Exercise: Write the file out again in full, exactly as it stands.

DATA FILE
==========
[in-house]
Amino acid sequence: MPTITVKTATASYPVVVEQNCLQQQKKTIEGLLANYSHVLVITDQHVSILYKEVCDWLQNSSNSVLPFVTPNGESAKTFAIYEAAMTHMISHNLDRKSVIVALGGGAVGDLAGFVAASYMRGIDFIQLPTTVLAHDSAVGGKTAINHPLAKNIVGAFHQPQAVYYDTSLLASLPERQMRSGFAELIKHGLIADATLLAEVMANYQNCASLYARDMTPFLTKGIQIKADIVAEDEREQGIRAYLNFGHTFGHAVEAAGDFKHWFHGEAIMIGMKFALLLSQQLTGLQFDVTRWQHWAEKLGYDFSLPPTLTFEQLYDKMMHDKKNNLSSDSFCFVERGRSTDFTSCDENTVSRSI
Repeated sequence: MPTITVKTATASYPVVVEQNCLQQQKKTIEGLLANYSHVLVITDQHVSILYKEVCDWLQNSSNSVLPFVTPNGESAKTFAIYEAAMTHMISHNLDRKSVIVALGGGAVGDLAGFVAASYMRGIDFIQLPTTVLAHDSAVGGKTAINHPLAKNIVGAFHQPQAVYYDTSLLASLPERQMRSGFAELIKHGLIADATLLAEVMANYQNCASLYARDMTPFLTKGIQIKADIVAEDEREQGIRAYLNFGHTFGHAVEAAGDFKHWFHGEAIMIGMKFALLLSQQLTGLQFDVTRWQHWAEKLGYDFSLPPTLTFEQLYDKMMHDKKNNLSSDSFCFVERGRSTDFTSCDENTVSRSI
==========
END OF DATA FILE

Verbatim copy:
[in-house]
Amino acid sequence: MPTITVKTATASYPVVVEQNCLQQQKKTIEGLLANYSHVLVITDQHVSILYKEVCDWLQNSSNSVLPFVTPNGESAKTFAIYEAAMTHMISHNLDRKSVIVALGGGAVGDLAGFVAASYMRGIDFIQLPTTVLAHDSAVGGKTAINHPLAKNIVGAFHQPQAVYYDTSLLASLPERQMRSGFAELIKHGLIADATLLAEVMANYQNCASLYARDMTPFLTKGIQIKADIVAEDEREQGIRAYLNFGHTFGHAVEAAGDFKHWFHGEAIMIGMKFALLLSQQLTGLQFDVTRWQHWAEKLGYDFSLPPTLTFEQLYDKMMHDKKNNLSSDSFCFVERGRSTDFTSCDENTVSRSI
Repeated sequence: MPTITVKTATASYPVVVEQNCLQQQKKTIEGLLANYSHVLVITDQHVSILYKEVCDWLQNSSNSVLPFVTPNGESAKTFAIYEAAMTHMISHNLDRKSVIVALGGGAVGDLAGFVAASYMRGIDFIQLPTTVLAHDSAVGGKTAINHPLAKNIVGAFHQPQAVYYDTSLLASLPERQMRSGFAELIKHGLIADATLLAEVMANYQNCASLYARDMTPFLTKGIQIKADIVAEDEREQGIRAYLNFGHTFGHAVEAAGDFKHWFHGEAIMIGMKFALLLSQQLTGLQFDVTRWQHWAEKLGYDFSLPPTLTFEQLYDKMMHDKKNNLSSDSFCFVERGRSTDFTSCDENTVSRSI